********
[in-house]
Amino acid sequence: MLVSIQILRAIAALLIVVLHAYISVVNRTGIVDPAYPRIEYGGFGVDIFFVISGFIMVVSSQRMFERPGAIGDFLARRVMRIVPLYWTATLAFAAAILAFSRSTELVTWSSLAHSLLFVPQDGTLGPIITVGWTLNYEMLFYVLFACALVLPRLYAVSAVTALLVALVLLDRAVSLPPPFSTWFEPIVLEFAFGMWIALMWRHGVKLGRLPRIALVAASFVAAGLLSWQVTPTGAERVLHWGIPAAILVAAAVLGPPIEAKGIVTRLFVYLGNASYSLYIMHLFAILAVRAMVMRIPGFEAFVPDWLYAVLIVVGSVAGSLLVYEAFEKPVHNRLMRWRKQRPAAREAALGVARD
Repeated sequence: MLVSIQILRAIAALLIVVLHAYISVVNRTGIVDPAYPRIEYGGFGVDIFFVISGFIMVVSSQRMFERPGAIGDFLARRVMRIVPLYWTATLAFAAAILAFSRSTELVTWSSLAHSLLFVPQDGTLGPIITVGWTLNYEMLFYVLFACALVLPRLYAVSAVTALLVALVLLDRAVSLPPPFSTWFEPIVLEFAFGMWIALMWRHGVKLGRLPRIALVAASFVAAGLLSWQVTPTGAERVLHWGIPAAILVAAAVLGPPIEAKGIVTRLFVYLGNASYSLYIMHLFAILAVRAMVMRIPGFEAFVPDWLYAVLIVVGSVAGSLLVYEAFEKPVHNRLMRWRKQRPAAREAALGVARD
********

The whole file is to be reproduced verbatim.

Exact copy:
[in-house]
Amino acid sequence: MLVSIQILRAIAALLIVVLHAYISVVNRTGIVDPAYPRIEYGGFGVDIFFVISGFIMVVSSQRMFERPGAIGDFLARRVMRIVPLYWTATLAFAAAILAFSRSTELVTWSSLAHSLLFVPQDGTLGPIITVGWTLNYEMLFYVLFACALVLPRLYAVSAVTALLVALVLLDRAVSLPPPFSTWFEPIVLEFAFGMWIALMWRHGVKLGRLPRIALVAASFVAAGLLSWQVTPTGAERVLHWGIPAAILVAAAVLGPPIEAKGIVTRLFVYLGNASYSLYIMHLFAILAVRAMVMRIPGFEAFVPDWLYAVLIVVGSVAGSLLVYEAFEKPVHNRLMRWRKQRPAAREAALGVARD
Repeated sequence: MLVSIQILRAIAALLIVVLHAYISVVNRTGIVDPAYPRIEYGGFGVDIFFVISGFIMVVSSQRMFERPGAIGDFLARRVMRIVPLYWTATLAFAAAILAFSRSTELVTWSSLAHSLLFVPQDGTLGPIITVGWTLNYEMLFYVLFACALVLPRLYAVSAVTALLVALVLLDRAVSLPPPFSTWFEPIVLEFAFGMWIALMWRHGVKLGRLPRIALVAASFVAAGLLSWQVTPTGAERVLHWGIPAAILVAAAVLGPPIEAKGIVTRLFVYLGNASYSLYIMHLFAILAVRAMVMRIPGFEAFVPDWLYAVLIVVGSVAGSLLVYEAFEKPVHNRLMRWRKQRPAAREAALGVARD